Widow's last record was a pleasant surprise for me, but Nightlife is a real disappointment. Though there are some bright spots, by and large it’s just a big mess. I think I’ll stick with Dream Evil for my cheesy fun.

Get "Nightlife."

Tuesday, September 4, 2007

Stuck in my Head: "The Saints Are Coming," U2 and Green Day


For every music fan there are those bands that seem to surround you. They're critical darlings, everyone seems to love them and it seems that if you're not a fan, you're somehow disconnected from the rest of your generation. For me, one of those bands is U2.

I've never disliked U2. In fact, I really like a few of their songs, but overall, I'm indifferent. If they come on the radio, I won't switch the station, but neither am I likely to turn up the volume.
But my perception of U2 changed on Sept. 25, 2006, when before the Saints' triumphant return to the Superdome, they took the stage with Green Day (a band that I truly do not like) and pounded out a modified version of The Skids tune "The Saints are Coming."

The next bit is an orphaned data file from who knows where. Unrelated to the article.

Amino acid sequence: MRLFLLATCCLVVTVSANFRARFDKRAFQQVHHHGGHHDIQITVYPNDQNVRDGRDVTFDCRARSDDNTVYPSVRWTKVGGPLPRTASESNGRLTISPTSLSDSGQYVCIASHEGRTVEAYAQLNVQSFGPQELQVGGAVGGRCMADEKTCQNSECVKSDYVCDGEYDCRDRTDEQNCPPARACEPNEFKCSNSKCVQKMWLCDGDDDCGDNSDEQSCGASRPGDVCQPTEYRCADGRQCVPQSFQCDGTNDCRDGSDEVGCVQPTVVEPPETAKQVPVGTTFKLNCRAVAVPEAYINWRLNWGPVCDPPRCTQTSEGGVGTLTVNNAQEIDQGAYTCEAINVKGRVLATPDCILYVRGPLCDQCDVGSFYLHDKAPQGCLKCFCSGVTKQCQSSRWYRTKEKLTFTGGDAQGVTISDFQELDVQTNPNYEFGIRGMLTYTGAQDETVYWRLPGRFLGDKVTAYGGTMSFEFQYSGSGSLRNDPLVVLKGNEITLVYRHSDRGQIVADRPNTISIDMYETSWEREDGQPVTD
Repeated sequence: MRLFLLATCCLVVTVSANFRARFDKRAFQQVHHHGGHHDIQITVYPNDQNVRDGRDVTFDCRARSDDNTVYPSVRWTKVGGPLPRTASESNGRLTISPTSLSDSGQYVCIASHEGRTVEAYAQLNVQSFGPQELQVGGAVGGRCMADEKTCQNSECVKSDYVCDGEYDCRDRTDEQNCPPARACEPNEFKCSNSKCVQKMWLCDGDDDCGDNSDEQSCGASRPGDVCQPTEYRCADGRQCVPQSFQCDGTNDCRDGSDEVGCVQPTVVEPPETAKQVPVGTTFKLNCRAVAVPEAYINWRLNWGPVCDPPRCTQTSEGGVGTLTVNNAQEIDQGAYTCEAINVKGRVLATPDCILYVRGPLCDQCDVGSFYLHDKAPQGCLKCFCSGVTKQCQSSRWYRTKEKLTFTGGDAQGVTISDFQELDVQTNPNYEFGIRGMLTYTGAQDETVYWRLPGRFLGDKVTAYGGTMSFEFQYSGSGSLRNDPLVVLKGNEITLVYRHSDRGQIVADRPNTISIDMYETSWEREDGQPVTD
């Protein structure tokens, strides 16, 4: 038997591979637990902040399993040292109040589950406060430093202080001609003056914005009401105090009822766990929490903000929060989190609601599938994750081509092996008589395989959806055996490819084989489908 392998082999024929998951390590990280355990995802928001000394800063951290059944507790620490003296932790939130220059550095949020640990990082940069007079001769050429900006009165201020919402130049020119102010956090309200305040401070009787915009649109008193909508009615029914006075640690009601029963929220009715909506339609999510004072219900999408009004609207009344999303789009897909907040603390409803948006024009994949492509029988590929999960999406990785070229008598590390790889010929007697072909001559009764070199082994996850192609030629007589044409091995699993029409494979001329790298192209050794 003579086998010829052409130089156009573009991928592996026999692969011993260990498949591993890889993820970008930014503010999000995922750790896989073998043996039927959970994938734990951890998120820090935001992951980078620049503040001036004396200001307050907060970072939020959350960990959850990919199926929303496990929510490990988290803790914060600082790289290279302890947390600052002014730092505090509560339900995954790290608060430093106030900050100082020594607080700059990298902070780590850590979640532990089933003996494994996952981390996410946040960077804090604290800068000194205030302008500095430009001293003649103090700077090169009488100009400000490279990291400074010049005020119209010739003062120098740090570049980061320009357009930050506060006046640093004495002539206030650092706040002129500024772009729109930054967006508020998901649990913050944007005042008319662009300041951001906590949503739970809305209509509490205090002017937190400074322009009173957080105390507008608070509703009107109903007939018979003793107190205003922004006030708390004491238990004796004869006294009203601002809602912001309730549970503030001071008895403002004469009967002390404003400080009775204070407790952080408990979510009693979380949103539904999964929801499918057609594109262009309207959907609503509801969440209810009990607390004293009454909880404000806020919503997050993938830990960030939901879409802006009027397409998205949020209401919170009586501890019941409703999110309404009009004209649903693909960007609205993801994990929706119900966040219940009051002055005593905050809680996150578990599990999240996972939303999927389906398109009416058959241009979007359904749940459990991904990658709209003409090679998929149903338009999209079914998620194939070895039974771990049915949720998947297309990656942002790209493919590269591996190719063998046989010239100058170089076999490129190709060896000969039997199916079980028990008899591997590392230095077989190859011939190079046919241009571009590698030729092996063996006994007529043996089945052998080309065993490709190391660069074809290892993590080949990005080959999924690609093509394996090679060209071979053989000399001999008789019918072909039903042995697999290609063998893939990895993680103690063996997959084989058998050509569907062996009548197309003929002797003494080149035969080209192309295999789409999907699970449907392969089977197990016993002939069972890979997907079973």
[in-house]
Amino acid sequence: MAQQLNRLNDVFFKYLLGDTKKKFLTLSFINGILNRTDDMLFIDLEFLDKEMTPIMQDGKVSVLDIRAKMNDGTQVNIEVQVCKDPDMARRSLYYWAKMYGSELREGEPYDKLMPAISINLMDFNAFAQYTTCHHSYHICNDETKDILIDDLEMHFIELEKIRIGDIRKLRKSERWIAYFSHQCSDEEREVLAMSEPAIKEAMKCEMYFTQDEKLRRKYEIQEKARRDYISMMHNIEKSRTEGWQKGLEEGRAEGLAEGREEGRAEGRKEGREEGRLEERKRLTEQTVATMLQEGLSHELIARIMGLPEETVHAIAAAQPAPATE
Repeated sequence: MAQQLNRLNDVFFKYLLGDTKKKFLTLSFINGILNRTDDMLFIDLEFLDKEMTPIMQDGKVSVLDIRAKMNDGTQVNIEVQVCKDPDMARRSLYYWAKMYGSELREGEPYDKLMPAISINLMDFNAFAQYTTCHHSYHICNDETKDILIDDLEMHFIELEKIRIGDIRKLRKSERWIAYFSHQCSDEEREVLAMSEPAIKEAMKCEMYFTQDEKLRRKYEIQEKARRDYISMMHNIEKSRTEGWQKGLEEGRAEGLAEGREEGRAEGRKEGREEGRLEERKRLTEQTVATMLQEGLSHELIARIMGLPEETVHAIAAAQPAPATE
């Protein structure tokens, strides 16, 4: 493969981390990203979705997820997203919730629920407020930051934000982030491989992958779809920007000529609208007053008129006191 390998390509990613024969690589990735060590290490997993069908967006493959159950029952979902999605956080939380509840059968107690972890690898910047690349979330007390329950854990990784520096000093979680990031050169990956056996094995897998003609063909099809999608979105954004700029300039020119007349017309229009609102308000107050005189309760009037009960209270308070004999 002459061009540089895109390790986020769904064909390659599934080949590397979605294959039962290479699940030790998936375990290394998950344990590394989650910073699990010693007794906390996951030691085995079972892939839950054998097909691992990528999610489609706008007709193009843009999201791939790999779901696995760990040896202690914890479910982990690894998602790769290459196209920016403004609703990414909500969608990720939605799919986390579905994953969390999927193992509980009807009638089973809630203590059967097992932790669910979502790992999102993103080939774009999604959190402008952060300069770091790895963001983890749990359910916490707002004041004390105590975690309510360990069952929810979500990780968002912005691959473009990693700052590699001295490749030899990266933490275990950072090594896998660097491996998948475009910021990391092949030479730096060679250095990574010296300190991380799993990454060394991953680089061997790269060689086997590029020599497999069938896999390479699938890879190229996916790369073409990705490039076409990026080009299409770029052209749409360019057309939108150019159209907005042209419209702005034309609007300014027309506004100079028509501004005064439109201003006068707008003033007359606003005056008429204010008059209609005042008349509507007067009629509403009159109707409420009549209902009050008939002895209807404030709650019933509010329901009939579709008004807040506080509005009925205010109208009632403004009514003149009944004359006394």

I wasn't one of the ones in the stands that night, but even through my television the energy and spirit in that building came through. It made me want to stand up off my couch and jump up and down and scream like I was in New Orleans. It was the perfect choice - the kind of high energy song that could pump a crowd up to an even higher level, with lyrics that just about everyone filling the Dome that night could relate to. Sure, the night would have been special and probably just as electric without U2's performance, but it provided the icing.

It provided a triumphant beginning to what was a year of many triumphs in New Orleans, a year where Louisianans love of football really did matter in the wider world and a year where a sports franchise really did make a difference, on and off the field. Every time I hear the song, I'm taken back to that night and a little of that feeling returns.

With the Saints set to kickoff the regular season Thursday night against the Indianapolis Colts, I guess it's only fitting that "The Saints are Coming" should be running around in my head. I've got more excitement about this season of Saints football than I've ever had in my entire life. Prediction? Tune in Thursday to see a preview of this year's Super Bowl.